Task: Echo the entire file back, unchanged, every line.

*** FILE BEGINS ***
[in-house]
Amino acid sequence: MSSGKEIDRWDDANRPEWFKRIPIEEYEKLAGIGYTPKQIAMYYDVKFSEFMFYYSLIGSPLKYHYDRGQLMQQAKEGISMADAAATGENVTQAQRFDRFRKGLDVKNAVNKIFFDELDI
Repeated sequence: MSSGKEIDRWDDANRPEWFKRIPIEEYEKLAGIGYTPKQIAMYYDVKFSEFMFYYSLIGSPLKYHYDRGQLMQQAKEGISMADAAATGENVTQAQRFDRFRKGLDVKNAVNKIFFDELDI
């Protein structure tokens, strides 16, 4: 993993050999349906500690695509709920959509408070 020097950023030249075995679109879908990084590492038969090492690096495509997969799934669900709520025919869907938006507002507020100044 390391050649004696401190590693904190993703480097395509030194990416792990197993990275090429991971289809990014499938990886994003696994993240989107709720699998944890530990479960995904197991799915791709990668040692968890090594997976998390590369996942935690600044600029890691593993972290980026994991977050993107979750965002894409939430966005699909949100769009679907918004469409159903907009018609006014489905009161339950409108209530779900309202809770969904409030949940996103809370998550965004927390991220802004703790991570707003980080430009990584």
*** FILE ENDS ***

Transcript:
[in-house]
Amino acid sequence: MSSGKEIDRWDDANRPEWFKRIPIEEYEKLAGIGYTPKQIAMYYDVKFSEFMFYYSLIGSPLKYHYDRGQLMQQAKEGISMADAAATGENVTQAQRFDRFRKGLDVKNAVNKIFFDELDI
Repeated sequence: MSSGKEIDRWDDANRPEWFKRIPIEEYEKLAGIGYTPKQIAMYYDVKFSEFMFYYSLIGSPLKYHYDRGQLMQQAKEGISMADAAATGENVTQAQRFDRFRKGLDVKNAVNKIFFDELDI
């Protein structure tokens, strides 16, 4: 993993050999349906500690695509709920959509408070 020097950023030249075995679109879908990084590492038969090492690096495509997969799934669900709520025919869907938006507002507020100044 390391050649004696401190590693904190993703480097395509030194990416792990197993990275090429991971289809990014499938990886994003696994993240989107709720699998944890530990479960995904197991799915791709990668040692968890090594997976998390590369996942935690600044600029890691593993972290980026994991977050993107979750965002894409939430966005699909949100769009679907918004469409159903907009018609006014489905009161339950409108209530779900309202809770969904409030949940996103809370998550965004927390991220802004703790991570707003980080430009990584």